Updated: Feb. 5, 2020 at 1:12 p.m.
Roughly 35 members of the fossil fuel divestment advocacy group Sunrise GW protested an event commemorating the Regulatory Studies Center’s 10th anniversary Tuesday.
Shortly after 10:30 a.m., students dressed in business casual attire interrupted a panel discussion in the Marvin Center’s Grand Ballroom and delivered a short speech denouncing the RSC’s donations from people and groups affiliated with the fossil fuel industry. The demonstration comes two days after University President Thomas LeBlanc apologized for likening a majority in favor of shuttering the RSC to a hypothetical majority in favor of “shooting” African-Americans on campus.
“You all at the Regulatory Studies Center like to lie and masquerade as a legitimate institution – to act like you are an objective organization, as if you have a shred of integrity,” a protester said in a prepared speech. “We’re here to say we know exactly who you are, and what you’ve done.”
The RSC has received criticism throughout its history and been accused of harboring a right-wing bent for accepting funding from donors like ExxonMobil and the Charles Koch Foundation. The center has hosted events with prominent government officials, and members of the center have had their work published in peer-reviewed academic journals, like the Supreme Court Economic Review and Administrative Law Review.
Susan Dudley, the center’s director and a distinguished professor of practice, could not be immediately reached for comment, but told The Hatchet last month that the center does not accept funding conditional on hiring certain people or reaching particular research conclusions. She added that all research supported by outside groups is “clearly identified.”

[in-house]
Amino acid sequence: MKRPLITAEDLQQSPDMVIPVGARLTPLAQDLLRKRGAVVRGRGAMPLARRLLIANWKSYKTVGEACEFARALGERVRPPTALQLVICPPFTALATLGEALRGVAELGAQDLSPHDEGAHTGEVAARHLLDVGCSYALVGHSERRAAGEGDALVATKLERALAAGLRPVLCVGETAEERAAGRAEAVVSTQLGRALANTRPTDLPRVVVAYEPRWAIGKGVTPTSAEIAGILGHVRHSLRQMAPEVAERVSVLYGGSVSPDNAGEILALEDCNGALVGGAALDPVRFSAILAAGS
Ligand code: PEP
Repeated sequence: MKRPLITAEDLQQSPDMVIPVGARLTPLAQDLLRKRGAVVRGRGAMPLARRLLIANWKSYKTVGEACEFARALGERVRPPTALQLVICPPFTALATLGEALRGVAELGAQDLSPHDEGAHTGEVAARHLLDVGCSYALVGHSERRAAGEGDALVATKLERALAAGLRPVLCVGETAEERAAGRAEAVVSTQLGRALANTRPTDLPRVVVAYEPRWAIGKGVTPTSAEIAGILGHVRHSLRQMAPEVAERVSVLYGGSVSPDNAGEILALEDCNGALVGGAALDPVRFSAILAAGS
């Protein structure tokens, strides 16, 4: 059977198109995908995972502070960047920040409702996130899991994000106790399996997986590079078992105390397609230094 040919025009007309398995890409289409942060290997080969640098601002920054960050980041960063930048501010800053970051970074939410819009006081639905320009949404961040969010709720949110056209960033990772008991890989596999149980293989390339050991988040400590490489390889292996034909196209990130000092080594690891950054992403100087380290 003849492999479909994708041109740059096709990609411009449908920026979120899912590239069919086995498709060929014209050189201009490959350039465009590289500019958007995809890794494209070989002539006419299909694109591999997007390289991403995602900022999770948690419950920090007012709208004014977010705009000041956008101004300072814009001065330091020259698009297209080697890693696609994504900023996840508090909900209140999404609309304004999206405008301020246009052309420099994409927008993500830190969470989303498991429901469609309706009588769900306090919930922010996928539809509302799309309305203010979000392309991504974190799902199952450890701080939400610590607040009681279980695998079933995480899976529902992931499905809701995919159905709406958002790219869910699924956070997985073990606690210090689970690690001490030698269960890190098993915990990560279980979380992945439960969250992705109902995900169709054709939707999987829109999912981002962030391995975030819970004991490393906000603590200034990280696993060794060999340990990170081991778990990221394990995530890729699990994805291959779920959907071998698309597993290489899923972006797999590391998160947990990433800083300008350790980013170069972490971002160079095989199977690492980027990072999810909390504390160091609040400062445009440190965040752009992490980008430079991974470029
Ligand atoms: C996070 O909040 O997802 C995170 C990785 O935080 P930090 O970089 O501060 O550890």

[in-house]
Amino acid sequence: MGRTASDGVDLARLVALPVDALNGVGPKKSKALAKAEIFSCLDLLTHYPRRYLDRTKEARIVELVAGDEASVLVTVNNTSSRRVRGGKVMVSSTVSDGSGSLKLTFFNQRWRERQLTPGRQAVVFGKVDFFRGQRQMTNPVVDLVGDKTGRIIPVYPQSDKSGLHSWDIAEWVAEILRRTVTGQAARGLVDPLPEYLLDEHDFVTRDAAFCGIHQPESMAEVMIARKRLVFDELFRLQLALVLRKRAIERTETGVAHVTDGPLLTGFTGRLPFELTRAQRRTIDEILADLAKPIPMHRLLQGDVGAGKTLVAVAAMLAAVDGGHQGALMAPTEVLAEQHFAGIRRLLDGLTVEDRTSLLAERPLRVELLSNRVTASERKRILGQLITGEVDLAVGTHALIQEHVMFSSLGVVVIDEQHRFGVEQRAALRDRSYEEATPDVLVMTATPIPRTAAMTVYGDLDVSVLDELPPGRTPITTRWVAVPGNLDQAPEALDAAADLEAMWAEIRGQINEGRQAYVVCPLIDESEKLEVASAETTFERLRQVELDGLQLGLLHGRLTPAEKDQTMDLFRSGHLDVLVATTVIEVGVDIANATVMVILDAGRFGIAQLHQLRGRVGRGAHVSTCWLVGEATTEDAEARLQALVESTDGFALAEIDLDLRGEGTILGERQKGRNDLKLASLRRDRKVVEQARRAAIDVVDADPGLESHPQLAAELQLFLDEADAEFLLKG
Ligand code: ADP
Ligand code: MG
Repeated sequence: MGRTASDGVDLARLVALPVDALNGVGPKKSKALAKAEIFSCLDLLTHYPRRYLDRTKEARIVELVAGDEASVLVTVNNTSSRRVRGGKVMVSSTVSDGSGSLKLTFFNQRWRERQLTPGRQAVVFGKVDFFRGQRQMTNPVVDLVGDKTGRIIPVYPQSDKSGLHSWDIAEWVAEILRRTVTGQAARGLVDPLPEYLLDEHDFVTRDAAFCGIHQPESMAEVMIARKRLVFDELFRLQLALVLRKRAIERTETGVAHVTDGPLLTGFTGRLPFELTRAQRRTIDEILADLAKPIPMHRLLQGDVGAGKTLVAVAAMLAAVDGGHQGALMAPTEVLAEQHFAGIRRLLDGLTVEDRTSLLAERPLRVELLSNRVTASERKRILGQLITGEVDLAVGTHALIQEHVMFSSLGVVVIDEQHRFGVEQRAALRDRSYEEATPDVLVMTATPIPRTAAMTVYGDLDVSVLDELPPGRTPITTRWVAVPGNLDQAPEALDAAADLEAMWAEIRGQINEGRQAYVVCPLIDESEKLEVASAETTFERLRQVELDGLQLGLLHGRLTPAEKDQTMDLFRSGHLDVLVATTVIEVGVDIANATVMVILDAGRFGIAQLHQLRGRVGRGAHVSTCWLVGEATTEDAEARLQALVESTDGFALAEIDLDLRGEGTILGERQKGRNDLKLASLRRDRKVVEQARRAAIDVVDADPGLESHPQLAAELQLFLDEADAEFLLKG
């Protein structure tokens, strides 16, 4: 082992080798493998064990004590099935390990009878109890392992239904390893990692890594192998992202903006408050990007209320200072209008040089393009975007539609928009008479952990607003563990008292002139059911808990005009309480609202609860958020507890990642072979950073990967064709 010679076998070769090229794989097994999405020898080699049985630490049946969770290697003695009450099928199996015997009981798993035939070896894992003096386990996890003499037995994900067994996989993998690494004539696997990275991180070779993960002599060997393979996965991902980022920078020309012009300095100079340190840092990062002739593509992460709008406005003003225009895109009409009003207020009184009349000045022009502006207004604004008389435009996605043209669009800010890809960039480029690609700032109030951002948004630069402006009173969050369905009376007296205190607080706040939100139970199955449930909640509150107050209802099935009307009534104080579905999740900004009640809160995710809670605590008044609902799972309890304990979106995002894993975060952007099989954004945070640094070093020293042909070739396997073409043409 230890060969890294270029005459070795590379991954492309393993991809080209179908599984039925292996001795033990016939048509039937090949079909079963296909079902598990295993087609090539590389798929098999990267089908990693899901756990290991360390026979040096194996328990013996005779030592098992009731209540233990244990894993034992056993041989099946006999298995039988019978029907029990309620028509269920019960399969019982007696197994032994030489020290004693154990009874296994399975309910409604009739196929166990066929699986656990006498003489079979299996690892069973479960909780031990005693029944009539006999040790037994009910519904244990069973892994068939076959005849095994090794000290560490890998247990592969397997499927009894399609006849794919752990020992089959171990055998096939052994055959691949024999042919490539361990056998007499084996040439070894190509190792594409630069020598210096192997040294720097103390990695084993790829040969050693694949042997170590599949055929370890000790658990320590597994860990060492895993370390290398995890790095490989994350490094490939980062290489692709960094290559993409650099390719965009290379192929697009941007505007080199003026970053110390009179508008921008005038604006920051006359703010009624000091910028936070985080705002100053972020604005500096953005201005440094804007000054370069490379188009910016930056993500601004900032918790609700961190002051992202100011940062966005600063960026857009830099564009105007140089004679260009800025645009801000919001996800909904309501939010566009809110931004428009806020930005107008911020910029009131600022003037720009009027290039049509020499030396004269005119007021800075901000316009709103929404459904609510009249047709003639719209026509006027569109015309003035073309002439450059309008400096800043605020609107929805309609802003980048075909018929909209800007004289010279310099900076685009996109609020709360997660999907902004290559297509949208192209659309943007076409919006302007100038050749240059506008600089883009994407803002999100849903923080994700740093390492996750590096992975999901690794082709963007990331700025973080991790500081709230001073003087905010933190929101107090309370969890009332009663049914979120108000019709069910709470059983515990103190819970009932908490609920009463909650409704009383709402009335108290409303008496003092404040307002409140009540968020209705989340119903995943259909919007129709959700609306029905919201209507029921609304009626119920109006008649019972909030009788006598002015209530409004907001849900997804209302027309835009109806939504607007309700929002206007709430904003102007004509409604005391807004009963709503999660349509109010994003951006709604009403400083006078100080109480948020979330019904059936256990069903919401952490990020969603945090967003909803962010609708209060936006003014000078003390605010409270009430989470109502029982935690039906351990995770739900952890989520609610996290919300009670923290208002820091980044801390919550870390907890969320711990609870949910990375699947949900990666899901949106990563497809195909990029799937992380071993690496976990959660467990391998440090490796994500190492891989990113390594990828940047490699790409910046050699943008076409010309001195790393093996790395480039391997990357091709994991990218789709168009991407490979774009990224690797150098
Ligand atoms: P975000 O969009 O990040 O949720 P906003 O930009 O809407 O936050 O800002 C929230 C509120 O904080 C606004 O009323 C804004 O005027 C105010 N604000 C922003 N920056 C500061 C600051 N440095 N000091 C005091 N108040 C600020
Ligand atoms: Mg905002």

“In addition to complying with all the University’s policies on research integrity, the center has long had additional policies,” she said in January.
Protesters interrupted a panel titled “Regulatory Lessons from the Last Century” that featured four professors and Sally McGibbon – the general counsel at the Administrative Conference of the United States. The panel followed appearances from U.S. Sen. Tom Carper, D-Del., and Sen. James Lankford, R-Okla., earlier in the day, according to the event’s registration page.
Once the panel guests were introduced, sophomore Joe Markus – a Sunrise GW member – blew a whistle, inciting some student protesters to stand up, while others rushed the stage with a megaphone.
Following a short speech, the protesters sang lyrics like “storms surge and fires burn, but you don’t hear the call” as they exited the room. Demonstrators gathered in Kogan Plaza after the event to celebrate.
Pranay Somayajula, a sophomore who protested the event, said the center operates as a “blatant ideological propaganda factory” that tries to pass claims as objective truth by attaching itself to GW.
“I as a student at GW am not comfortable being at an institution that is allowing this sort of propaganda to be produced with its name attached to it when this propaganda is going to directly impact my future and the future of people I love,” Somayajula said.
Dasha Boswell, a freshman who protested the event, said GW’s support of the RSC is “unethical” because it prioritizes the financial interests of corporations above the desires of the student body.
“I don’t think it’s fair to the student body for them to be having something such as the RSC being a way to provide misinformation to the student body,” she said.
Ari Golub and Arielle Bader contributed reporting.